What does that process of perfecting the fit look like, behind the scenes?
I didn’t mess around! My problem is when brands exclude people from the conversation. I went through five rounds of fit samples, created new patterns, and spoke to friends in the plus community. I didn’t just want to be a brand that throws out some string and a nipple cover and calls it a day. Now, our community is even finding that they run a little large, which they’ve never had before. The size chart is really based around more of what the average American woman’s body shape is; finding this middle ground between including sizes that have been excluded before and making sure they’re a part of the conversation. For example, the Disco one piece. Truly, it was me never being able to wear a deep-v swimsuit, so I said I’m going to create one. There is so much construction that goes into it; I have two criss crosses in the back, one that lifts you up and one snatches you in. I was joking that I was going to trademark the ‘Lift & Cinch!’

Like the new Bend & Snap!
I really wanted to make this piece, I’m so proud of doing it. I’ve had so many women reached out saying, ‘I’ve never seen anything like this on my body.’ They’re really connecting to it.

I wanted to ask you about the sizing system. I’ve never seen a brand give their sizes names instead of numbers and I love it!
I have been researching sizes a lot and there’s no consistency in sizing across the board. Then I was learning about vanity sizing…sizing is really one of the most traumatic things about shopping—and it means nothing! One of my co-workers said, ‘I wish people would get more comfortable with measurements.’ I’m still the girl who doesn’t want to see what she weighs at the doctors. That’s the culture we live in; thinking we need to be a certain size and under this number. Our goal is to pay more attention to measurements and not be attached to a number: ‘I’m a superb!’ or ‘I’m a sublime!’ Take out all those potentially hurtful things and try make the shopping experience uplifting, in order to provide people with pieces that make them feel good. I want the brand to feel somewhere between a big hug and your bestie encouraging you to wear whatever the fuck you want. Sizing is stupid! We’re going to do it our own way.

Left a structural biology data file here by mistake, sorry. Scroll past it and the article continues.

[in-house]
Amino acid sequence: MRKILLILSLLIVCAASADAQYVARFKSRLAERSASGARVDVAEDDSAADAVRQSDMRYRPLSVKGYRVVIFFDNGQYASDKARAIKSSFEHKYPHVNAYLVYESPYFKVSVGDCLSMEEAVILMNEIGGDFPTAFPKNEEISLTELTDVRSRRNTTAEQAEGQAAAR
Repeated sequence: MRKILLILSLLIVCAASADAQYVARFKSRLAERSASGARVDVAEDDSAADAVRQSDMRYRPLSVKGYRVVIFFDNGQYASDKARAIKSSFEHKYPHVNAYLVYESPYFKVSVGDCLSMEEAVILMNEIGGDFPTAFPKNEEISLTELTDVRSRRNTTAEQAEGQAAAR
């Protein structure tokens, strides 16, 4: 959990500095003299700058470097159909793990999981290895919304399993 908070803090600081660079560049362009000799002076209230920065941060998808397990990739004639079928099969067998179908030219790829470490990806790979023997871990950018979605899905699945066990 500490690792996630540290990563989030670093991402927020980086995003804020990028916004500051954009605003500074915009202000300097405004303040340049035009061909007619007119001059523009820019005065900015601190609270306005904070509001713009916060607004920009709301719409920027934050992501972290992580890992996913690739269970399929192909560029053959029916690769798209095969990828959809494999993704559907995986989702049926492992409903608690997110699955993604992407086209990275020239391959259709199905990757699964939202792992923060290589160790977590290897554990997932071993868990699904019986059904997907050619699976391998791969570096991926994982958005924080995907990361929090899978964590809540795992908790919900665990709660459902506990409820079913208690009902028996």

Back to your ‘system of swimwear.’ Tell us about the first drop and what it entails.
I didn’t want to be one of those brands where you come out with thousands of items. I know swimwear, and I knew what was missing: something that was inclusive and cool. There was nothing I would want to wear. You’ve got Savage x FENTY revolutionizing underwear, thank God, but no one was doing a cool Gen Z brand that made people feel good in a swimsuit. The beginning has been about focusing on brand values and community. I love product, but it was also about connecting about building. We’re doing drops, because I love that model. The first drop is this crazy print that we decided on, and a couple of colors. The second drop, coming out in June, will be another crazy print and a solid. That’s how we’ll do our drops: crazy print and a solid. It’s newness, but classic-ness. Staples, but also something fun! I would love to do capsules and collaborations, and my dream would be able to do makeup.

You’re defining it as ‘femmewear’—what does that term mean to you?
I think that the gender binary is so outdated. I really believe gender is a spectrum. I think that the idea of womenswear and menswear is super old school. I’m inspired by all kinds of people: drag queens, my girlfriends, my non binary friends. It’s another way [Lushious] can be inclusive. We like to say we’re gender expansive: if you want to wear it, we welcome you! But we are still super inspired by the feminine aesthetic.